Choose your teaching words with care
As a yoga student (especially beginner yoga student) the toughest part of asana practice is listening; actually being able to hear the sentence the teacher spoke, and without looking all over the room, take those words and translate them into a movement with one’s body. When your students are mid-practice, intensely focused on a challenging shape or transition –or just keeping their minds on the practice and their breathing!– clear language is key to insuring students can process what you say.
Here’s an example of what I’ve been hearing in typical yoga classes:
“Inhaling bring your right arm over your ear and really reach toward the front of the room, GOOD, on your next inhale really feel your ribs expanding, GOOD, just breathe. Listen to your body, surrender yourself … GOOD, GOOD, GOOD… Just do whatever feels good.”
You may be accustomed to this kind of instruction, in which case it may sound normal and fine. Maybe you were taught with cueing that sounded like this so it’s how you sound when you teach. If it isn’t obvious how the language above could be tightened up and made clearer, don’t worry, we’re going to look at two things in detail.
And now’s a good time to say that there are many kinds of yoga class that all need slightly different communication styles. We’ve got a typical vinyasa class in mind here, but we hope that our tips can help you at least become more aware of how you’re phrasing your instructions now and whether or not it’s the best style for you and your students!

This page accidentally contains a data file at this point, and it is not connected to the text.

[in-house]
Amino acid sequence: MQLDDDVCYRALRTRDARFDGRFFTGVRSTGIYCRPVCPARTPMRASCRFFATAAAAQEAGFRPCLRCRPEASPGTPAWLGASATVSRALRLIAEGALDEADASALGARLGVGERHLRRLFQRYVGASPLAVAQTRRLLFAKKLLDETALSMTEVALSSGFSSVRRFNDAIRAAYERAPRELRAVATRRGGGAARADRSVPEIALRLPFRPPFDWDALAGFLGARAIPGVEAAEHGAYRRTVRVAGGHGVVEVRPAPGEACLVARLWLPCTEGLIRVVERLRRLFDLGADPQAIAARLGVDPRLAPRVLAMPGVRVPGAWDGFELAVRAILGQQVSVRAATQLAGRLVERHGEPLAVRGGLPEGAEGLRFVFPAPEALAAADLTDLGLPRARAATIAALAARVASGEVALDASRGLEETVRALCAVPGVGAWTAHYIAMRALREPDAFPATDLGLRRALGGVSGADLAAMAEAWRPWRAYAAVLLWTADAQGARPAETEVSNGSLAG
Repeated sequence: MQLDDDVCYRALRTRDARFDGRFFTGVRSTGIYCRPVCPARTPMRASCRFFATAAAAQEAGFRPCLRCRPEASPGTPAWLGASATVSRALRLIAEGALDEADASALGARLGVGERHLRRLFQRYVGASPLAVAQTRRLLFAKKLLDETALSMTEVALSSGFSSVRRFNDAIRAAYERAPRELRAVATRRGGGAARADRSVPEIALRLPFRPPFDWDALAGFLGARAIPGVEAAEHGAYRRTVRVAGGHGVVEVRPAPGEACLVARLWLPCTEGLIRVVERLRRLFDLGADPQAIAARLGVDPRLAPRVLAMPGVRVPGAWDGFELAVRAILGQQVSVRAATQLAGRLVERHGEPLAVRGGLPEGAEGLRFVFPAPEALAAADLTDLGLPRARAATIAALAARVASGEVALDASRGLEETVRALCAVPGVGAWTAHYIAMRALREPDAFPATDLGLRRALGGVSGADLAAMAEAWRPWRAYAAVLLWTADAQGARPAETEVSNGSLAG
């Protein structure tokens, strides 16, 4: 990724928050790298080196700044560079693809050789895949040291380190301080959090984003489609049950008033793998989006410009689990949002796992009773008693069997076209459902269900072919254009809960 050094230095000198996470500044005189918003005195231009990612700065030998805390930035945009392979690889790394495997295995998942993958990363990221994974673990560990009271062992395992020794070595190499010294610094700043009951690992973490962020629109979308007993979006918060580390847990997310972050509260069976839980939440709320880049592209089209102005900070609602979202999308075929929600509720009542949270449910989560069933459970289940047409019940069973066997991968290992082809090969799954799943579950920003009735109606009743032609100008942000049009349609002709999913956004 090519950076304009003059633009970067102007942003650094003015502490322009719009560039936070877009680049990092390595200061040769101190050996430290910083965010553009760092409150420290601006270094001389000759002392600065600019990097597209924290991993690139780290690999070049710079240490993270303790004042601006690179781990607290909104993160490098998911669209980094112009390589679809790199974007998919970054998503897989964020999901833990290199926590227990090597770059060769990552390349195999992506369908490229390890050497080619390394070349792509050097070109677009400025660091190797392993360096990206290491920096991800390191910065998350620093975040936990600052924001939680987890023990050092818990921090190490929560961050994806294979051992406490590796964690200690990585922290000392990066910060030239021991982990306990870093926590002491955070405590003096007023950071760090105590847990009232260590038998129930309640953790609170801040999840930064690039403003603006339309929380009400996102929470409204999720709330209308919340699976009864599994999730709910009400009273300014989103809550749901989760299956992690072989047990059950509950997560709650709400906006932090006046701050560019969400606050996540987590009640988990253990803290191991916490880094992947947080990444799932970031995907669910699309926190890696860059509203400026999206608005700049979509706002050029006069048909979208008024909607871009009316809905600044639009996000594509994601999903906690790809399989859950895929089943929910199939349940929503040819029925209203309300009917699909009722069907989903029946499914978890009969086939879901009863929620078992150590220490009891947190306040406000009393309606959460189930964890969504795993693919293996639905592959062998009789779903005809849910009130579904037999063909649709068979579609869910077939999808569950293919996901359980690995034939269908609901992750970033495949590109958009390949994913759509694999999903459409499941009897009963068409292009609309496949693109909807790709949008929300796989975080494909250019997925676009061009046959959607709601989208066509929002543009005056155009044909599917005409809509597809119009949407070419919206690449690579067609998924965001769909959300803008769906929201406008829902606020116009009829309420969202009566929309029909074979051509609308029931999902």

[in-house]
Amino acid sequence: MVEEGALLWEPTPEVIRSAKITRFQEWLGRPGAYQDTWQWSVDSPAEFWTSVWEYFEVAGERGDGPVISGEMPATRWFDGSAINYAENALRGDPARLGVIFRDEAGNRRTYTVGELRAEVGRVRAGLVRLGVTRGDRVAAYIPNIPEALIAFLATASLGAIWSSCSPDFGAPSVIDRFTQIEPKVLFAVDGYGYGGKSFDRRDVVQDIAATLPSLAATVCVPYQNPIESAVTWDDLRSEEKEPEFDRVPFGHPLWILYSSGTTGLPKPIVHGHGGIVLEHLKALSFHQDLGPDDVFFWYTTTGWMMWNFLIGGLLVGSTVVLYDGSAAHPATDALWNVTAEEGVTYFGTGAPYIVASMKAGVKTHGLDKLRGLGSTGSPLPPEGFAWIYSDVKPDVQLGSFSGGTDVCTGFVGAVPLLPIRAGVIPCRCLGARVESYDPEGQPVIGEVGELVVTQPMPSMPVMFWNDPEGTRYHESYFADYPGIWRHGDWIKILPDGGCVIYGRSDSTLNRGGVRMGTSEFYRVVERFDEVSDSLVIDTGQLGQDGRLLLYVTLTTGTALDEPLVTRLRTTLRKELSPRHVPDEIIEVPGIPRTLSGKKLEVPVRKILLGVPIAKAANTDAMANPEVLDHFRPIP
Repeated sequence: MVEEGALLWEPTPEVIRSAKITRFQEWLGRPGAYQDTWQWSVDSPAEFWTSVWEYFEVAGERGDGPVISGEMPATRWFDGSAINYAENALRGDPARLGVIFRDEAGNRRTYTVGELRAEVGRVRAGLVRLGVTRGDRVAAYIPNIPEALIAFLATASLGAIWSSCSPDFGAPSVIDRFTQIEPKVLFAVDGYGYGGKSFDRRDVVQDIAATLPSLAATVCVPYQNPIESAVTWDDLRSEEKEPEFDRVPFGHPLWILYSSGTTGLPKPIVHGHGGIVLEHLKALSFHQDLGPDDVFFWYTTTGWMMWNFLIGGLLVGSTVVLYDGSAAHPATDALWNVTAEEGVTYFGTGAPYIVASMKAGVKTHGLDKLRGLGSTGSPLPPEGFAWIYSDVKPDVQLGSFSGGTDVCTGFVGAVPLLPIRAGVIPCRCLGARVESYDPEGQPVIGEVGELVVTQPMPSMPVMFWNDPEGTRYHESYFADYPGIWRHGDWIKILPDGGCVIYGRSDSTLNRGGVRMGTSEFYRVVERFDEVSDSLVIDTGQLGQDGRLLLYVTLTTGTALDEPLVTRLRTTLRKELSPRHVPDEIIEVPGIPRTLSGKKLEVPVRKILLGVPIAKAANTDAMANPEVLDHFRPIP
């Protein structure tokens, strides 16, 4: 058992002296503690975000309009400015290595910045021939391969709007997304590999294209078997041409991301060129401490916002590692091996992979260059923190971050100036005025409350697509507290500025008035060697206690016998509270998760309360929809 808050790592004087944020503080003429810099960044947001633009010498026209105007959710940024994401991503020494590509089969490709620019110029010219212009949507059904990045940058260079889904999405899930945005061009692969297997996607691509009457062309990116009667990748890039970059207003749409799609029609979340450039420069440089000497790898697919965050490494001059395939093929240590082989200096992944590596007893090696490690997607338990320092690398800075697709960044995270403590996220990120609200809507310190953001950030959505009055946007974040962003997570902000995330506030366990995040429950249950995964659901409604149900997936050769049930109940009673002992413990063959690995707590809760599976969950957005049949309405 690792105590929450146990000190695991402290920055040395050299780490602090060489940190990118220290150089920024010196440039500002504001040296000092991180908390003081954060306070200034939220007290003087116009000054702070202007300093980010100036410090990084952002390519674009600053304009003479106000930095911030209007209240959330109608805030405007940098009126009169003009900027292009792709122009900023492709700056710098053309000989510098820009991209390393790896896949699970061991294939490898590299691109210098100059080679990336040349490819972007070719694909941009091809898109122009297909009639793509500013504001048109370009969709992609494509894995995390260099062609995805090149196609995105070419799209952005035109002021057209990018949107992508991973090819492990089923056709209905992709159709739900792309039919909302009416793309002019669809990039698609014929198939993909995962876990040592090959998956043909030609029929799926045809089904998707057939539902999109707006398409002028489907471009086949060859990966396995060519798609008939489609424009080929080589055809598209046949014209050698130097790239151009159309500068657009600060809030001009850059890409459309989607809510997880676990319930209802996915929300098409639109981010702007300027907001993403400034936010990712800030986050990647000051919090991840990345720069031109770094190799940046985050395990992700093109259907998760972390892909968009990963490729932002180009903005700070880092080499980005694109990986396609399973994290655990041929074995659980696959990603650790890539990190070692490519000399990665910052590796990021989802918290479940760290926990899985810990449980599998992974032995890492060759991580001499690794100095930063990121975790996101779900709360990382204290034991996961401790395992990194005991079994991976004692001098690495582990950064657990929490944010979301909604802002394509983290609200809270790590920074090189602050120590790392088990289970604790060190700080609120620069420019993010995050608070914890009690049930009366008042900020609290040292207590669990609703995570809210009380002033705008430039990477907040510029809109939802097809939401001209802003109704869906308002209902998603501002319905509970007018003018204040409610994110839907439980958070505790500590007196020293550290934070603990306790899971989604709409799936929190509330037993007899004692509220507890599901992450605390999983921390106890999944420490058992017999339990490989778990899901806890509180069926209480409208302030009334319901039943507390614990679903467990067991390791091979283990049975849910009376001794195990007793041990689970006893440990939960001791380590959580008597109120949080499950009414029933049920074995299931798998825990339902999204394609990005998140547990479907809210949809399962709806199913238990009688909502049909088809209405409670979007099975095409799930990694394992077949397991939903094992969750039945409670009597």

Teachers, we have a responsibility to clean up our language to suit the practice!
Let’s make it as neat as possible, by leaving out extraneous words and confusing jargon. Let’s make it as simple as possible for our students to listen to our words so they can translate our guidance into action!
Try these 2 tips to clean up your cueing!
# 1: Eliminate your “filler” words.
Take the example above. The word “GOOD” is used as a period / full stop. Since when do we need to add a word to make it clear we’ve reached the end of a sentence? Filler word alert!
Complimenting students when they do well is important. Instead of saying good after every cue, practice being specific in your compliments: “good job holding that plank, great focus” etc.
Not only will this show your students you’re attending to them, but it will help you to avoid the dreaded blanket “good” that loses its power after the 5th time you say it!
# 2: Use direct instructions that ask for immediate action
You are the teacher, students came to your class to do what you say, not to “try” or “just”… They came to DO.
Instruct actions through direct “commands,” not because you’re a drill sargent, but because in a vinyasa class, commands are easier to grasp. The clear instruction makes it easier for your students to follow your flow or not as they choose.
This means your cues need to have a verb! Grammar alert, there’s no word in the phrase “inhaling your arm overhead” that’s acting as a verb. “Stepping your right foot between your hands” isn’t as direct (nor as grammatically sound) as “Step your right foot between your hands”.
Keep this easy to remember and avoid using verbs in their -ING form: inhal-ING, exhal-ING, bring-ING, step-ING, mov-ING….
Just like I did in that last sentence (bold words) 😉
You can take this one step further by losing other needless words/phrases that muddy up your instructions. Some words that often get in the way include “try, next we’re going to, really feel, just…, on your next inhale”.
Listening while doing is hard.
As teachers we can maximize what our students hear by using effective, commanding language, and by eliminating unnecessary words and phrases. Not only will this improve your teaching, students will feel more confident in you and themselves as they flow through class.
Teach clear, yogis!
Sign up for weekly asana INfrastructure sent straight to your inbox.